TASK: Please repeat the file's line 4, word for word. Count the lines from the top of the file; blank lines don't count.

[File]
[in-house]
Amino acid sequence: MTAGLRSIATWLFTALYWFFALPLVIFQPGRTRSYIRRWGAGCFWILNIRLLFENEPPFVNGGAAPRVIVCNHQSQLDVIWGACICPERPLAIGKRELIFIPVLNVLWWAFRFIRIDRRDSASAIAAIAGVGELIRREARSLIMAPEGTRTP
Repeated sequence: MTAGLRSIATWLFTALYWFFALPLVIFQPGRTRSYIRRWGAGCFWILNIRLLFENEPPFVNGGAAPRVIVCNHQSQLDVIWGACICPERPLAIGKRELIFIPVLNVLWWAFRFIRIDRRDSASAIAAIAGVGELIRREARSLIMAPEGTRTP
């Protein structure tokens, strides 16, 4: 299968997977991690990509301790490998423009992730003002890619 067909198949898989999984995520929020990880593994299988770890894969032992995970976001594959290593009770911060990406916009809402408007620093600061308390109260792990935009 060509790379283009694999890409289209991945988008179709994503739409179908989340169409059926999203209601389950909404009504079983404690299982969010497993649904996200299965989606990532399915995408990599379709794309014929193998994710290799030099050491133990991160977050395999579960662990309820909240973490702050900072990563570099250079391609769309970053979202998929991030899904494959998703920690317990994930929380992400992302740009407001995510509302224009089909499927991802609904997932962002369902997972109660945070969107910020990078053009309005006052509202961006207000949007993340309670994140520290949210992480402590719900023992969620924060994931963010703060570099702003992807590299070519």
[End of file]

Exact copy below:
């Protein structure tokens, strides 16, 4: 299968997977991690990509301790490998423009992730003002890619 067909198949898989999984995520929020990880593994299988770890894969032992995970976001594959290593009770911060990406916009809402408007620093600061308390109260792990935009 060509790379283009694999890409289209991945988008179709994503739409179908989340169409059926999203209601389950909404009504079983404690299982969010497993649904996200299965989606990532399915995408990599379709794309014929193998994710290799030099050491133990991160977050395999579960662990309820909240973490702050900072990563570099250079391609769309970053979202998929991030899904494959998703920690317990994930929380992400992302740009407001995510509302224009089909499927991802609904997932962002369902997972109660945070969107910020990078053009309005006052509202961006207000949007993340309670994140520290949210992480402590719900023992969620924060994931963010703060570099702003992807590299070519």